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We have an internal portal on SharePoint Server 2010. For example portal.abc.com. We are using Windows authentication (NTLM).

When users access the portal from a joined computer in an Active Directory domain, everything works fine, however, we have some users that work with iPads using mobile Safari.

Users need only read the information on the portal. They use VPN (PPTP). Every time when these users try to log into the portal, SharePoint prompts for credentials. Every time.

Does anyone know how to fix it? I'll be glad to any suggestions as to prevent users from such inconveniences.

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2 Answers 2

up vote 3 down vote accepted

As the iPad is not a domain device, it doesn't have the capability for cached credentials. The most robust solution I've seen on an iPad uses TMG to handle the authentication component. When the user hits the SharePoint site, they're prompted by TMG for user credentials. TMG then securely processes the authentication and provides the handoff to SharePoint. You can also implement a SSO style solution using this same method so that as users move from one web application to another (ie: intranet and mysites) they are not prompted for additional authentication, as it's all funneled through TMG.

This may be a heavier solution than you're looking for, but it is a more robust way of handling that mobile device connectivity end of things.

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Thank you for your response. I will try to use TMG. –  SDG Jun 9 '12 at 4:17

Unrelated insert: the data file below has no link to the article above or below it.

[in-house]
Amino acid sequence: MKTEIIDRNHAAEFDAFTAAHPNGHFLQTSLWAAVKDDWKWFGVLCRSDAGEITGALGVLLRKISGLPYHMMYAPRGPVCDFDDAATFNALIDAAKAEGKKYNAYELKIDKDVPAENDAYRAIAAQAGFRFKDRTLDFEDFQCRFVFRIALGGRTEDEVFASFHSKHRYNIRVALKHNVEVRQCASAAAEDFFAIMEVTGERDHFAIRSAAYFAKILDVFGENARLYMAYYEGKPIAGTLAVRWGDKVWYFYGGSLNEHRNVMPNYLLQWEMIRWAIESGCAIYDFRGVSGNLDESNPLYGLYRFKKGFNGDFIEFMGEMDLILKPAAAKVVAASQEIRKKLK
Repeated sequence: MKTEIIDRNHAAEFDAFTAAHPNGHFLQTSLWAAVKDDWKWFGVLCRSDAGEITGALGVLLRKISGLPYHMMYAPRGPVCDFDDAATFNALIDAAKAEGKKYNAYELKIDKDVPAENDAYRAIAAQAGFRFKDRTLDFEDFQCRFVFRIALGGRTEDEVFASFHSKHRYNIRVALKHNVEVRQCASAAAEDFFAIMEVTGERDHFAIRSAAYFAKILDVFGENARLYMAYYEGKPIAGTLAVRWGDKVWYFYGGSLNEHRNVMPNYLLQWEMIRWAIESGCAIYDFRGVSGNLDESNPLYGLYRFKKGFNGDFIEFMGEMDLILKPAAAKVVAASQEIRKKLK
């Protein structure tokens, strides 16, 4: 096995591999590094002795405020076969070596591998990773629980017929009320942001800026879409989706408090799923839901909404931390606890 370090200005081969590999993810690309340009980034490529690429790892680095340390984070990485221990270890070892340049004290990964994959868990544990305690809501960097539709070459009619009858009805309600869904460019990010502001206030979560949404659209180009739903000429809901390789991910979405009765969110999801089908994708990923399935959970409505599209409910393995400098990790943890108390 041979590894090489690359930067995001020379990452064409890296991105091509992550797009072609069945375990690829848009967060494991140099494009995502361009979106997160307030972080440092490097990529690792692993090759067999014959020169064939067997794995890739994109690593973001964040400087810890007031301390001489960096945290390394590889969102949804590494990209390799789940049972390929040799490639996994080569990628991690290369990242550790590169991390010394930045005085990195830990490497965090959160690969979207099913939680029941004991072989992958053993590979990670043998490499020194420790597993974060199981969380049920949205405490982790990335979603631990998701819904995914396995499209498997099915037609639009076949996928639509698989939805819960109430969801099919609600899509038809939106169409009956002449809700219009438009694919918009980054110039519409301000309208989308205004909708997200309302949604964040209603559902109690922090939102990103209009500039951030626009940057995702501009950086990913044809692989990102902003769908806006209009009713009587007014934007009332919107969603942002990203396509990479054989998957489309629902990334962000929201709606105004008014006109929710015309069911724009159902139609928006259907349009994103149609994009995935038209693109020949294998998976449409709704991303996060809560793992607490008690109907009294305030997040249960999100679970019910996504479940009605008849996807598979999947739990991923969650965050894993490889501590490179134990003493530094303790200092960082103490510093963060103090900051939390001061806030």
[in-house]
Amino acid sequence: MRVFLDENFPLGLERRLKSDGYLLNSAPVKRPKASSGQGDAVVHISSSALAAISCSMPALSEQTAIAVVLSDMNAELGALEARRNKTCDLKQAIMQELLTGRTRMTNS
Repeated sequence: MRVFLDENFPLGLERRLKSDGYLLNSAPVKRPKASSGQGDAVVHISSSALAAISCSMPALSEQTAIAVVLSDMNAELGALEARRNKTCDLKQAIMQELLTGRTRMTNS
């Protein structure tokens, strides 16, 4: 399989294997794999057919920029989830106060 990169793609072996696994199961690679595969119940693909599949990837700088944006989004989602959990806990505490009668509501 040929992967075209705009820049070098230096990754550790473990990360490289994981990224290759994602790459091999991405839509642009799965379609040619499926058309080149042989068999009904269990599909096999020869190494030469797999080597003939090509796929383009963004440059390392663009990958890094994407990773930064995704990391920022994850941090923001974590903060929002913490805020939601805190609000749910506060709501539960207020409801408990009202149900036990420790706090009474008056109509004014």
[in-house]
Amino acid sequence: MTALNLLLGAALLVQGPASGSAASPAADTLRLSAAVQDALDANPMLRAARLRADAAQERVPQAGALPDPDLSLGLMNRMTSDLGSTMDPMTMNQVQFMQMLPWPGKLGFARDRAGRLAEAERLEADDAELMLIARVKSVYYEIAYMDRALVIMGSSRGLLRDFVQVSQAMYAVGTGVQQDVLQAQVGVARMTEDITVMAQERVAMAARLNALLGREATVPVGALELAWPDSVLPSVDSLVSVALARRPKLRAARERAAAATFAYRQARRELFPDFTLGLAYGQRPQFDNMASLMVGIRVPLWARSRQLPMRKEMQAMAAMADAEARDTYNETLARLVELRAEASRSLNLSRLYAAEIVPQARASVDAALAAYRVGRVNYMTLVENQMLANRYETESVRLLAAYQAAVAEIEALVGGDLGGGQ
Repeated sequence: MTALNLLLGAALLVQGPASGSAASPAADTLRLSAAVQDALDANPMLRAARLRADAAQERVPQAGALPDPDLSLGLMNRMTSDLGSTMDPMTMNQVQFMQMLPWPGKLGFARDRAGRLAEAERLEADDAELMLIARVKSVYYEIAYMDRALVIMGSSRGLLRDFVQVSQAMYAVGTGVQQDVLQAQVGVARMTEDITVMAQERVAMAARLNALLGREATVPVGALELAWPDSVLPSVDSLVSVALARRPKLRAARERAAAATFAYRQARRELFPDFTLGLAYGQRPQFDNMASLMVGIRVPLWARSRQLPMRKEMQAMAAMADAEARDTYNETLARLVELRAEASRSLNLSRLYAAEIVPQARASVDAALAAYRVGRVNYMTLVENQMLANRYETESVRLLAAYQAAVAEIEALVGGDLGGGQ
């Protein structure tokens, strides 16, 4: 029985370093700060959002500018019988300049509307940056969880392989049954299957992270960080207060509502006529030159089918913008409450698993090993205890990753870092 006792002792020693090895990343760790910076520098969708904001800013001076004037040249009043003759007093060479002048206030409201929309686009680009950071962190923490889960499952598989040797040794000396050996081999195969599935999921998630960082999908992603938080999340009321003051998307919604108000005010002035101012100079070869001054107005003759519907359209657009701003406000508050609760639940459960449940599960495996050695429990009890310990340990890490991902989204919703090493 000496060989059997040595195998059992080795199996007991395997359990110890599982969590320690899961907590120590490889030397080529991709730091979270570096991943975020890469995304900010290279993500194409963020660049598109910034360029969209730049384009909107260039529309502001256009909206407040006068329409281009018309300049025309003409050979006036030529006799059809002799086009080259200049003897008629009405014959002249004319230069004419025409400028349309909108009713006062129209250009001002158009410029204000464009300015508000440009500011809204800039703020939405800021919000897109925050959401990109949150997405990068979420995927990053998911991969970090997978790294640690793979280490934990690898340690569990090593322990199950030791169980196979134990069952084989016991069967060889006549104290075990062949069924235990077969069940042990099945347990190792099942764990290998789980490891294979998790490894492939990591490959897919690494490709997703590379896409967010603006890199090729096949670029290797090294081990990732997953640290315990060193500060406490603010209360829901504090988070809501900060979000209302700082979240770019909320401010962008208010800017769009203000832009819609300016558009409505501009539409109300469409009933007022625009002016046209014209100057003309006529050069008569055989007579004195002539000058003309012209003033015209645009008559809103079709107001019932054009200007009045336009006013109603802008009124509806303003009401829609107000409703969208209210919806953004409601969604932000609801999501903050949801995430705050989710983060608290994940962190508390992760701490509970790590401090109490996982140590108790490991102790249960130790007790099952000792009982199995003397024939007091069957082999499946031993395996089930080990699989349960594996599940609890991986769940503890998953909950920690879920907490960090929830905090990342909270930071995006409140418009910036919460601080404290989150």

But how do you think it is possible to somehow use client certificates without using TMG? I certainly know that Sharepoint does not provide built-in support for Client Certificate Authentitsation. Can this be done using IIS? –  SDG Jun 9 '12 at 4:18
    
I'm fairly certain that certificate authentication can be handled with TMG, the question that comes to mind is the compatibility and ability to load the certificate onto the iPad. I haven't used that approach, so I'm not sure if the iPad would support it; something worth investigating though. –  webdes03 Jun 9 '12 at 14:02
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Exploring these two items may be helpful - Disable the Loopback check in the server and put the site in a Trusted Zone in the (Safari) browser. Another (lesser secure) way is to use Basic authentication.

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Thank you. Of course, I'll try, but I doubt it will help. But if it will help, it will be very great. –  SDG Jun 9 '12 at 4:20
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